Case of Pompholyx Eczema in Young Mother

Pompholyx Eczema (aka Dishidrotic Eczema) most commonly affects new mothers taking care of their newborns. Their post-partum immune system is often compromised and they may be doing too much washing of the hands, which compromises.

This lady is a mother of 2 kids (2 and 4 yo) coming to see me because she had been suffering from pompholyx since October last year, Started applying topical steroids 4 months later in February this year, and ended up needing to go on oral steroids 40mg qd as she tapered downward. When she came for the first consultation, she was still tapering off at about 10mg of perdnisolone while still using topical steroids and moisturizers. She presented during the last week of June this year, and I diagnosed her as ‘damp’ from a Chinese Medicine perspective (especially as evidence by the tongue and stool presentation), and the fingers and hands were slightly swollen.

We treated with the intention to manage any possible rebound flare, and I gave herbs that cleared damp-heat with a component that managed the blood heat — this is in the prescriptional tradition of Zhu Lao in Beijing. I paid less attention to the her Spleen deficient presentation during the first two weeks of treatment as we wanted to focus more on reducing inflammation, and mitigating any negative effects of ‘rebound’ steroid withdrawal.

Below, her hands during her first consultation, still tapering off at 10mg Predni qd.

Notice the slight swell in the fingers (proximal phalanges) as well as the pinkish bis in the palm. Forearms presenting with grainy papules. She responded positively to the acupunture treatment, however…

Within 4 days, as the the dose of Xepason (which is a ‘better’ steroid with anti-inflammatory action 4x that of hydrocortisone, but mineralocorticoid activity is 0.6x smaller) fell to 5mg qd, the patient started experiencing the rebound effect.

Apart from hand pomphlyx, the flare had spread up to her forearms and also the sides of the neck.

She also started feeling ‘drier,’ which is actually the effect of the herbs. In a way, for such a situation where pompholyx presents as pus and blisters, and a TCM diagnosis detects an excess of damp, then dryness is what we want from the herbs, but may be experienced as a side effect. The only consolation is that a dry presentation is ‘better’ than a weepy presentation from a therapeutic perspective.

Against what felt right for her, I also suggested she consider ceasing use of physiogel lotion, and instead to consider using potassium permanganate or ACV, both of which provide some extent of astringent or antimicrobial effect.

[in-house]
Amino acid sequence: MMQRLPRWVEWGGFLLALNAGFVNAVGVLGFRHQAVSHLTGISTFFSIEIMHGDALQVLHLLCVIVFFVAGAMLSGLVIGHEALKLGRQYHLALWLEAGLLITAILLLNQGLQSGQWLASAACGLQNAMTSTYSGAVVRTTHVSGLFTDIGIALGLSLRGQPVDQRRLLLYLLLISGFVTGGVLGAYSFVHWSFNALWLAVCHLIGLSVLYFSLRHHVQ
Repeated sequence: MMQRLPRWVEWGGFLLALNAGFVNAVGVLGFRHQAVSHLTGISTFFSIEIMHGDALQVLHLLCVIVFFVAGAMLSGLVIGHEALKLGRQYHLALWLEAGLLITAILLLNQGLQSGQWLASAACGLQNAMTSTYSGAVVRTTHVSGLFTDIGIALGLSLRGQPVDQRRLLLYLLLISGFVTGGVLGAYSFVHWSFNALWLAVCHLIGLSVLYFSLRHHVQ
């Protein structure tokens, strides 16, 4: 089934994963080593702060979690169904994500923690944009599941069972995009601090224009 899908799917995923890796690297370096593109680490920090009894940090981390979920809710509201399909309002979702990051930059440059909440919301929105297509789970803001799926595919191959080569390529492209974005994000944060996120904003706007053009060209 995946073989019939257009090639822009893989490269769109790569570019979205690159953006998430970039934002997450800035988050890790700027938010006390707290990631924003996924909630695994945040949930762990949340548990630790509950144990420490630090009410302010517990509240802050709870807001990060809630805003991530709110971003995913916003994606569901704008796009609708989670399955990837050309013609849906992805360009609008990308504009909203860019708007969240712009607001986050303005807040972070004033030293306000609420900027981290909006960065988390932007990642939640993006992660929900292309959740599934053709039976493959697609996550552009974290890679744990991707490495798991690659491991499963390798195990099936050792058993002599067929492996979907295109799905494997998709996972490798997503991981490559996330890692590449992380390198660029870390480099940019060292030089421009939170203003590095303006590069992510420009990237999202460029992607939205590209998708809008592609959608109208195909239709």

I also suggested coming twice a week during this rebound period. This is not the usual frequency people come unless they are experiencing an acute flare. She was an excellent responder to acupuncture treatment, which reduced the intensity of erythema, exudation and itch. Within 25 days after her last 5mg dose of Xepasone, with twice weekly acupuncture treatment together with herbs, the patient arrived at a place where, despite having some doubts about the sustainability of the treatment, she could happily bathe her two children and also resume cooking for the house.

I asked her to come back for one last acupuncture treatment 2 weeks later if she felt it would be helpful, or not to come back at all if she felt confident enough in the progress.

The patient is a good responder to acupuncture, and that actually helps me alot as a practitioner. Why? Because when a patient responds well to acupuncture’s anti-inflammatory and immuno-modulatory effects, it mitigates the intensity of any acute flare, and allows the herbs to continue its positive effects.

Herbs also worked well for her because her presentation from a TCM point of view primarily that of damp accumulation as a results of Spleen deficiency. In the terms of herbal treatment, as soon as the acute flare was out of the way, we slowly shifted the prescription to one that tonified her Spleen (TCM Spleen) and helped with gut recovery.

There are some patients who present with an intense pompholyx flare, but do not respond as well to acupuncture treatment.  There are others who have more complicated presentation e.g. someone with a very deficient Spleen (TCM Spleen), who cannot handle strong herbal anti-microbials and anti-inflammatories during the acute phase of the rebound flare.